At the IOE Learning & Teaching Conference last week Barbara Sakarya and I introduced our new information portal consisting of LibGuides (http://libguides.ioe.ac.uk) and LibAnswers (http://libanswers.ioe.ac.uk) (both of which are currently under development). We began our presentation asking the following question:
Will the introduction of an attractive, interactive, informative portal which embeds Web 2.0 social networking technologies improve the information and digital literacy skills of our students, provide students with the necessary graduate skills for work and improve the overall student experience?
We then introduced the new portal, demonstrating how we were planning on moving from a static website to a content management system that provided interactivity. In this new portal, users can comment on the information, rate resources, suggest links, give feedback via polls and mini surveys, contact us via SMS, Twitter, Skype and Facebook and use the online bookings and appointments system to book the group study room or an appointment with a member of staff.
We showed how the digital literacies of students can be improved by introducing them to the use of Web 2.0 technologies which are embedded in the guides via RSS feeds, podcasts, videos, tag clouds, web-links, links to resources in the Library – see, for example, the Research Skills guide, which brings all the blog posts relevant to researchers on the welcome page, and the Readings page for the CDR (Conceptualising and Designing Research) module, which highlights the resources (readings, new books, video, web links etc) for the lecture by Paul Standish on the philosophical perspectives of education.
Students can also develop new digital literacy skills such as learning how to keep current with research, see for example, the guide RSS: Keeping current with your research, learn about the different bibliographic management tools, EndNote, Mendeley and Zotero (the latter two LibGuides also highlight the opportunities to network with researchers world-wide using the inbuilt social networking technologies) and peruse the AV Resources Online guide which provides students with the opportunity to view some of the resources that are freely available on the Internet to develop their teaching materials.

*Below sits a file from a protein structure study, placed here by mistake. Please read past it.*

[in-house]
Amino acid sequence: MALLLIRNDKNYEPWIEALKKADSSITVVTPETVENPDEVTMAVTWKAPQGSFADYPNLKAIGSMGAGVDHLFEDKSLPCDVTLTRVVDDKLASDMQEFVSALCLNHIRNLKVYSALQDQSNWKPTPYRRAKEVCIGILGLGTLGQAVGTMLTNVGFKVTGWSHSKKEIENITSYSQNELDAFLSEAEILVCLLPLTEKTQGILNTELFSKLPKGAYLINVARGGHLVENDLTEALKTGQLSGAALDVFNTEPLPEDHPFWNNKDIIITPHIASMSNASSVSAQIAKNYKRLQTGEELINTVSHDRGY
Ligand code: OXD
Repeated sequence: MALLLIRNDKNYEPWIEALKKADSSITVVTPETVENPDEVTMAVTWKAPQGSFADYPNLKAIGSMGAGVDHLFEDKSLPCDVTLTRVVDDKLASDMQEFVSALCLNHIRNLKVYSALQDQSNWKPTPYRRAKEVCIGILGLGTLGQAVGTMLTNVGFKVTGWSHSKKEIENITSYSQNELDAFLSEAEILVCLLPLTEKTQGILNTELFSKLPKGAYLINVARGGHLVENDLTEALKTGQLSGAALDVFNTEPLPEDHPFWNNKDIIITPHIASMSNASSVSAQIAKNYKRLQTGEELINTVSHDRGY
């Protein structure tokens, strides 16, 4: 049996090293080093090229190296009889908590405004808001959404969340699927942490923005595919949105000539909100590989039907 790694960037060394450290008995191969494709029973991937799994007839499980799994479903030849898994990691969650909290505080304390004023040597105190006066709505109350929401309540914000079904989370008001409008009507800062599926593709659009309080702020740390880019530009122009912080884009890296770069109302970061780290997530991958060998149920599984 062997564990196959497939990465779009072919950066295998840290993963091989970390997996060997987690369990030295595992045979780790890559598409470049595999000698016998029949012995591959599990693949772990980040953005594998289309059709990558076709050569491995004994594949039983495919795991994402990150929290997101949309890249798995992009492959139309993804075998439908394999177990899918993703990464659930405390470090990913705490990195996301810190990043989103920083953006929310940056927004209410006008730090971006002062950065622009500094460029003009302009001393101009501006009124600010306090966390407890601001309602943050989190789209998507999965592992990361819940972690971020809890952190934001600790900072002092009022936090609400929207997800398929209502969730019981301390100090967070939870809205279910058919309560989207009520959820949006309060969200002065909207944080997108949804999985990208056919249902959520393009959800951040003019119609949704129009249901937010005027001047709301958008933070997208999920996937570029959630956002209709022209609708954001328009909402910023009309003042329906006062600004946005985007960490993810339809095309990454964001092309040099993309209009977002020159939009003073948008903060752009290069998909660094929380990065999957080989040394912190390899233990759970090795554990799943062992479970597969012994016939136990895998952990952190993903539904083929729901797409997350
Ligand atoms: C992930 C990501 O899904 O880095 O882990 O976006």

Students can now access quality resources recommended by librarians which are more appropriate for academic use than those that are found via search engines such as Google and sites such as Wikipedia and YouTube. This, it is hoped, will improve the information literacy of our students. Examples of the guides that point students to quality resources are the Databases A-Z guide which provides easy access to all the bibliographic indexes available to students at the IOE and via Senate House Libraries; the two guides highlighting our archive collections, School Architecture and Design and LGBT resources which provide an insight into the historical collections at the Newsam Library, and the guide on International Education which aggregates all the collections relevant to this area of research. There is clearly more work to be done in collating information resources under general headings such as, for instance, the History of Education, the Philosophy of Education, Educational Technologies etc. These are considerations that are under discussion and your views would be welcome.
Improving the Student Experience
A demonstration of LibAnswers showed how students, whether full-time or part-time, whether based in the UK or abroad, can obtain detailed responses to their questions, and to interact with expert staff online using the online portal, SMS or social networking tools such as Twitter, Facebook, Chat and Skype. Students will also be able to browse frequently asked questions and find answers for questions that have already been asked by other students.
The fact that the library would be able to inform students immediately of new resources, service issues etc. was something that we also highlighted – this is not possible using the current content management system. Further, the inclusiveness with respect to bringing together expertise, whether it is library and archives based or within the faculties was something that we also highlighted as a possibility. The teaching staff that were present were keen to work with us in developing, for instance, the reading lists and recommending resources that they would like their students to be aware of, in addition to course readings.
The audience at our two presentations (as we repeated the session at lunch time) were impressed by the portal and the fact that the portal is mobile friendly enabling students and staff to access both LibGuides and LibAnswers on the go, on their mobile (SMART) phones or other hand-held devices such as the iPAD.
Much work needs to be done in developing the portal further for a launch at the start of the new academic year and we would be grateful for your feedback. A poll on the home page (bottom right-hand corner) provides this opportunity to answer the question posed above. Please do let us know what you think at http://libguides.ioe.ac.uk or post your comments below.